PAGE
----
For those with even so-so memories of Rush Lounge at Golden Nugget, Russell was a frequent guest during those shows and, the difference Thursday was nobody in the audience was tossed for fighting.

• A couple of talented name-checks for the production of “Dreamgirls,” set for 1 p.m. Saturday at Reynolds Hall at the Smith Center. “Jersey Boys” at Paris Las Vegas star Travis Cloer and Emmy Award-winning set designer Andy Walmsley are involved in the production, with Walmsley doing the set work and Cloer making a quickie cameo.

The musical inspired by The Supremes is a one-off production by Las Vegas company Broadway in the Hood and stars Moya Angela as Effe. Tickets are $34 and $64 and available at

An only-in-Las Vegas moment from Brad Garrett’s Comedy Club on Tuesday night: Garrett held a particularly long post-show summit in his green room at MGM Grand, with Medley joining for some reminiscing about the old days on the Strip.

Garrett introduced Medley from the crowd and noted that he opened for The Righteous Brothers ages ago at the old MGM Grand, when bands were not so apt to give rising comics a shot onstage.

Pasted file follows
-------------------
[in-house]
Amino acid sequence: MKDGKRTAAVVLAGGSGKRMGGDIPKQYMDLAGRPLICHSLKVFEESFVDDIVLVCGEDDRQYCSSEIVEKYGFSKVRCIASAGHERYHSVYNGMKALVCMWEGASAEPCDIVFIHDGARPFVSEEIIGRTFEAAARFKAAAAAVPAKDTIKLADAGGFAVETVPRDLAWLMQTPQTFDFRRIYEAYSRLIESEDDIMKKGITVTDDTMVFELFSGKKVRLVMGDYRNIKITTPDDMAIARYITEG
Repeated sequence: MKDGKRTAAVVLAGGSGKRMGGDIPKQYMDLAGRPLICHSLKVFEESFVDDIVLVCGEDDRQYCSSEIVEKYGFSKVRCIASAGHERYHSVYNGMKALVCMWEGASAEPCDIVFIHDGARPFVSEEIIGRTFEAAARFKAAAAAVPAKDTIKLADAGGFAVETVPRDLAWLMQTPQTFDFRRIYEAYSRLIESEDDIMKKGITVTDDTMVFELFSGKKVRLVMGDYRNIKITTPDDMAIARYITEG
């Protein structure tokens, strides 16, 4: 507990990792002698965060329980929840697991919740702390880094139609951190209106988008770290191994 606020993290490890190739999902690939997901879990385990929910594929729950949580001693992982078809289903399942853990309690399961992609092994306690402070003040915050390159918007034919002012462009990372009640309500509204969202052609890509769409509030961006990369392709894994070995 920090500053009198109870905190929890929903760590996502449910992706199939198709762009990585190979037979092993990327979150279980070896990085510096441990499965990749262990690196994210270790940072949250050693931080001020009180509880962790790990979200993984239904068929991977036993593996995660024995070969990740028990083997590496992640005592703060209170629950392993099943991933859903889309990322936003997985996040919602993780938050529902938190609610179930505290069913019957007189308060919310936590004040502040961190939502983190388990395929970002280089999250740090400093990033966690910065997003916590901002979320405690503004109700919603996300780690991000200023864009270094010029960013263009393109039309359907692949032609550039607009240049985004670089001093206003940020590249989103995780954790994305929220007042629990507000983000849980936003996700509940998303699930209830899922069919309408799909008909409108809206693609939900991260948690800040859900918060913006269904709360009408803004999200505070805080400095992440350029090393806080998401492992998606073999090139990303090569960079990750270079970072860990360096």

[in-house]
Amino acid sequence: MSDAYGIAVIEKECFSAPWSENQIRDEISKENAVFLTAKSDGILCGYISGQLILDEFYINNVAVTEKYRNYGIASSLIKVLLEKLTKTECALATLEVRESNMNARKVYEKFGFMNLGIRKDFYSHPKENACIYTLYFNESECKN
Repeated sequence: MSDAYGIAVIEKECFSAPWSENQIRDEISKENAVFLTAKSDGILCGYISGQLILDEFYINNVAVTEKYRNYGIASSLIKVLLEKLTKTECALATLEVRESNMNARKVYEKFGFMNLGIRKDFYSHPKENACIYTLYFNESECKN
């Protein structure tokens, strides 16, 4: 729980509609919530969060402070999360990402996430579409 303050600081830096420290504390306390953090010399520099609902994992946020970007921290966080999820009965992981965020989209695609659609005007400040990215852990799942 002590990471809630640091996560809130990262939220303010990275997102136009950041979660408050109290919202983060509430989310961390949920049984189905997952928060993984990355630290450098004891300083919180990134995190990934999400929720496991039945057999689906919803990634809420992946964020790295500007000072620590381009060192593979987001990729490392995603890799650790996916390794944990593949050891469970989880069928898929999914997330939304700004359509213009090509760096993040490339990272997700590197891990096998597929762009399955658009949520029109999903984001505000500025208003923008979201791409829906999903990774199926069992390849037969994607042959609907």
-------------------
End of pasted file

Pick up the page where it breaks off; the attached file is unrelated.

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Brad Garrett’s Comedy Club

Afterward, as the group made their way to the door leading to the Underground promenade, the doorbell to the room went off.

Garrett opened the door to find six 20-somethings — four guys and two girls — in the company of an older Asian gentleman. The kids freaked when they saw Garrett. They had just randomly hit the bell to see if anyone was inside.

So, there were cries of, “Oh my God! It’s him!” and the requisite snapping of selfies.

“We’re partying!” one member of the troupe said, needlessly.

“I see,” Garrett said. “Who’s the Asian guy?”

“He’s taking us to a (strip) club!” was the answer.


Sadly, Medley had already left the room. Too bad. That would have been a photo opp for the ages.